I was a judge for the California Plus America Pageant over the weekend. Pageant Director, Danielle Zavala, asked me come on board and I’m still trying to figure out why she chose me. I’m a body positive lipstick feminist with a penchant for colorful mumus and comfy flats I can wear all day. And I had serious doubts about how my politics would align with judging women based on their beauty. I loved watching Miss America when I was a little girl, but as I got older, I began to see the whole thing as a patriarchal construct meant to keep women focused on seeing beauty as their only source of worth.
But I also wanted to challenge my preconceived notions about the pageant business because I know a couple of women who have competed and I respect them very much. So I emailed Danielle and told her I would be honored to be a judge, and it was the truth. I was committed to keeping an open mind.
On Saturday morning I showed up at the Embassy Suites hotel and met my five fellow judges, including 15-year old Smile Juneja, the reigning Miss America Outstanding Teen. Smile is a bright and well-spoken young woman who impressed me with her poise and self-confidence.
|Judges from left to right: Michael Anthony Hermogeno, Maryam
I also had the privilege of meeting one of the winners from last year’s pageant, Charlet Inthavongxay. She and my friend, Melissa Rose (who was also a winner last year), are two of the kindest, and most service oriented people I’ve ever met. They were so open and positive about their experiences, using their titles to do good in the community. Reconnecting with Melissa and meeting Charlet was yet another step in challenging my views over the weekend.
|Charlet on the left & Melissa on the right.|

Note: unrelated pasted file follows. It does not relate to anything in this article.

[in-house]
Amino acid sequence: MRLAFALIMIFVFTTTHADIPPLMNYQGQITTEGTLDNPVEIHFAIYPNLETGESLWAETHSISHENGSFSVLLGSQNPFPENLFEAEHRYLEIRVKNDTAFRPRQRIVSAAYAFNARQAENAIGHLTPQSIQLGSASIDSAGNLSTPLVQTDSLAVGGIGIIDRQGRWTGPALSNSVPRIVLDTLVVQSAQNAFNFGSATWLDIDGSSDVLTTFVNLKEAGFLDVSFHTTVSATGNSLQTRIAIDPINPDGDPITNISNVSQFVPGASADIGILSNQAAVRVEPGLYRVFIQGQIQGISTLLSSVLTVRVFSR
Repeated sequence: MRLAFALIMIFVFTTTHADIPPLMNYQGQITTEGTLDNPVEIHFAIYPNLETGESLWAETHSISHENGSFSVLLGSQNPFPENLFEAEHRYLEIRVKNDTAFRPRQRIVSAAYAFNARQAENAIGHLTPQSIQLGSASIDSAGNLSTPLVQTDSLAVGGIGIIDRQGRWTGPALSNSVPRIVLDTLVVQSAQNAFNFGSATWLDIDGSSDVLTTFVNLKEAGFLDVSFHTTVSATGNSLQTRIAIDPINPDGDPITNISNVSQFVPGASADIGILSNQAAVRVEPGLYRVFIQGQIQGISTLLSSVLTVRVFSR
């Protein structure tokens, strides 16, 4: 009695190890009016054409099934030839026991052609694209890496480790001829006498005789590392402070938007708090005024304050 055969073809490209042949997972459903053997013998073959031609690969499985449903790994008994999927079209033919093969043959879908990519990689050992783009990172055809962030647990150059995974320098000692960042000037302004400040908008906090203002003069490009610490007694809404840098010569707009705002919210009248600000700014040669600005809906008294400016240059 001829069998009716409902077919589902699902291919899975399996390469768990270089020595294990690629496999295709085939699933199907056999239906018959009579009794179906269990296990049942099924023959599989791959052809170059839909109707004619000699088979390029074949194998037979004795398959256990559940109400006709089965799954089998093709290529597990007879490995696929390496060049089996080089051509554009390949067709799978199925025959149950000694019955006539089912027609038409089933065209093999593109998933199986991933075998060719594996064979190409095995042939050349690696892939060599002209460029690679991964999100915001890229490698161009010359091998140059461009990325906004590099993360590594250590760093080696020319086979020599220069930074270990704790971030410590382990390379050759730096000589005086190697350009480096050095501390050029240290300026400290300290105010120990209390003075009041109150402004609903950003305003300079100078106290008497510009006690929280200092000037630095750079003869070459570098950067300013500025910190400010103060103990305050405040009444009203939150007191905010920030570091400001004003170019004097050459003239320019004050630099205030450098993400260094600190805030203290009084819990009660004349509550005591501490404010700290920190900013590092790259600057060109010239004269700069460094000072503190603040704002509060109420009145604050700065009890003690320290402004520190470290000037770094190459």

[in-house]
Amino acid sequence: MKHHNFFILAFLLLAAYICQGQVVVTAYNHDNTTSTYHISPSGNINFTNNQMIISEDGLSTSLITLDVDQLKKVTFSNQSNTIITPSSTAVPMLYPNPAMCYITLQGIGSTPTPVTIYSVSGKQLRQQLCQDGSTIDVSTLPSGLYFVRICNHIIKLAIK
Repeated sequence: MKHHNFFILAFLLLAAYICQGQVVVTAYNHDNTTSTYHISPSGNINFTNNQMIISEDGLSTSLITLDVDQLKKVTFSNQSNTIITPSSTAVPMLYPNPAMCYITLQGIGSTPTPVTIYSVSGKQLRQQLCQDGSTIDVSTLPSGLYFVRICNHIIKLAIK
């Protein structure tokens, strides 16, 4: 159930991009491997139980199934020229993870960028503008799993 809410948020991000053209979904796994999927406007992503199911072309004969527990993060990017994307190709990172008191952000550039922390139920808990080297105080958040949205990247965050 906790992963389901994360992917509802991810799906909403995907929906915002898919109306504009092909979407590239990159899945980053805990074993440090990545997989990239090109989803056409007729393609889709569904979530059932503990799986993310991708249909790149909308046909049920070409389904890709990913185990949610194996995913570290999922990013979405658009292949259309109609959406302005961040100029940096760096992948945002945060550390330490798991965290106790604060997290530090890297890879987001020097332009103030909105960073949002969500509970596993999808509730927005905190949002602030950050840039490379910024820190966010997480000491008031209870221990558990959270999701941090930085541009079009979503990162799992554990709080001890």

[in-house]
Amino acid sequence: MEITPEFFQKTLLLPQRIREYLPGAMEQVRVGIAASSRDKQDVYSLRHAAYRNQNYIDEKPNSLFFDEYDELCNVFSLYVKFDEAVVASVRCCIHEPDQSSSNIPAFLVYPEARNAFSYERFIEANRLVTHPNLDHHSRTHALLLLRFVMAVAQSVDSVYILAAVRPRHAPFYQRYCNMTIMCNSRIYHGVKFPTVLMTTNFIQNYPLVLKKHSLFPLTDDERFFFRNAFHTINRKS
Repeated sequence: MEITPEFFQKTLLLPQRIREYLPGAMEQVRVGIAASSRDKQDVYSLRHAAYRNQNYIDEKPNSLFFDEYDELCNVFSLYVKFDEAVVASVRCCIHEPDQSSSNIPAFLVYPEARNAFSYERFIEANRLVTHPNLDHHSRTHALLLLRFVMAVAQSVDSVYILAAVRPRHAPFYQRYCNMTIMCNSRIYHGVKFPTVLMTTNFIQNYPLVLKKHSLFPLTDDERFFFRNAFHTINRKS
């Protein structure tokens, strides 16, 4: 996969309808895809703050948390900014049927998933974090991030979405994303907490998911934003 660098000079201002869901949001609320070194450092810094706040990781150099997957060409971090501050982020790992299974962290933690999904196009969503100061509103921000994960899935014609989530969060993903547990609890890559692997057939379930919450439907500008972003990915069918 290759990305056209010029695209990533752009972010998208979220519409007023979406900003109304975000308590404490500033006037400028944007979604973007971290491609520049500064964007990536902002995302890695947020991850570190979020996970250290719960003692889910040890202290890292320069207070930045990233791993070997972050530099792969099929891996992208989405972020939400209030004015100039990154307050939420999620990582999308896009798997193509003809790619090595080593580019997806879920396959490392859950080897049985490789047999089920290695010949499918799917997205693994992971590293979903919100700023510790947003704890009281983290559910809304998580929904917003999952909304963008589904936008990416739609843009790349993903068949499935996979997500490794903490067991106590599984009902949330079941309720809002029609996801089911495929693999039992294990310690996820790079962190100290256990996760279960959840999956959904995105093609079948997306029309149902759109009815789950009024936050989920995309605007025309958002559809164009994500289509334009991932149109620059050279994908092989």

Danielle explained all the rules to the judges, most importantly that we were not allowed to fraternize with the delegates. The delegates are the pageant contestants. I didn’t know that’s what they were called. I like it. It sounds very official!The individual interviews took place soon after. As I read the delegates’ bios, my thinking shifted even more. The contestants included PhD candidates, single mothers who took in foster kids, a school teacher and a poised teenager with great ambitions! This is NOT what I was expecting. I honestly thought the delegates were going to be ditzy girls who spent hours at the tanning salon and used the word “like” five times in a sentence. But I was dead wrong.
Perhaps my narrow thinking needed to be checked. I mean, how different was plus size pageantry from plus size modeling? I know plenty of plus models, including myself, who also have other careers in industries like engineering, social justice and medicine. So, discovering that the delegates were bright and ambitious shouldn’t have surprised me, but it did — in the best possible way.
As the delegates sat before us, answering all sorts of interesting questions, I found myself having a lot of fun. One of my favorite questions from judge Maryam Ahmadinia, was “How would you describe the color red to a blind person?” It was such a good question, I wish I’d thought of it myself! I think I asked something corny like, “If you were banished to a deserted island for life, which person would you take with you?” I’m new at this. Be nice.